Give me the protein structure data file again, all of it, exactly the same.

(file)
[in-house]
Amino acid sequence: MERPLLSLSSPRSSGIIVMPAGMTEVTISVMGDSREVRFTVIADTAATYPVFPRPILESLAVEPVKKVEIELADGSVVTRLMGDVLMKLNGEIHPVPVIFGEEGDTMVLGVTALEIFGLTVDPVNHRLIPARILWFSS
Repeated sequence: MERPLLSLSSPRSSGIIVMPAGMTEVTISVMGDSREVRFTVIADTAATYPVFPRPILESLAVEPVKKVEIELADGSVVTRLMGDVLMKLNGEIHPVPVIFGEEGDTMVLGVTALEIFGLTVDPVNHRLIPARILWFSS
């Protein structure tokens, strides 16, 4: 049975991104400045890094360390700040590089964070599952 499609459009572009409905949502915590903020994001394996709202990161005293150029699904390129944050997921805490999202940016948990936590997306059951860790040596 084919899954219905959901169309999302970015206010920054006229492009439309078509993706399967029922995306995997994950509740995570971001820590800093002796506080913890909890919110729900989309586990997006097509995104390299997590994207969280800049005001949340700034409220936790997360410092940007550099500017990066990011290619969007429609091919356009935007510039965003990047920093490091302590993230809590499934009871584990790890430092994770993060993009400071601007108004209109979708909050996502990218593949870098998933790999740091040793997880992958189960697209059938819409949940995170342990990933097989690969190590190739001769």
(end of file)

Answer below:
[in-house]
Amino acid sequence: MERPLLSLSSPRSSGIIVMPAGMTEVTISVMGDSREVRFTVIADTAATYPVFPRPILESLAVEPVKKVEIELADGSVVTRLMGDVLMKLNGEIHPVPVIFGEEGDTMVLGVTALEIFGLTVDPVNHRLIPARILWFSS
Repeated sequence: MERPLLSLSSPRSSGIIVMPAGMTEVTISVMGDSREVRFTVIADTAATYPVFPRPILESLAVEPVKKVEIELADGSVVTRLMGDVLMKLNGEIHPVPVIFGEEGDTMVLGVTALEIFGLTVDPVNHRLIPARILWFSS
């Protein structure tokens, strides 16, 4: 049975991104400045890094360390700040590089964070599952 499609459009572009409905949502915590903020994001394996709202990161005293150029699904390129944050997921805490999202940016948990936590997306059951860790040596 084919899954219905959901169309999302970015206010920054006229492009439309078509993706399967029922995306995997994950509740995570971001820590800093002796506080913890909890919110729900989309586990997006097509995104390299997590994207969280800049005001949340700034409220936790997360410092940007550099500017990066990011290619969007429609091919356009935007510039965003990047920093490091302590993230809590499934009871584990790890430092994770993060993009400071601007108004209109979708909050996502990218593949870098998933790999740091040793997880992958189960697209059938819409949940995170342990990933097989690969190590190739001769």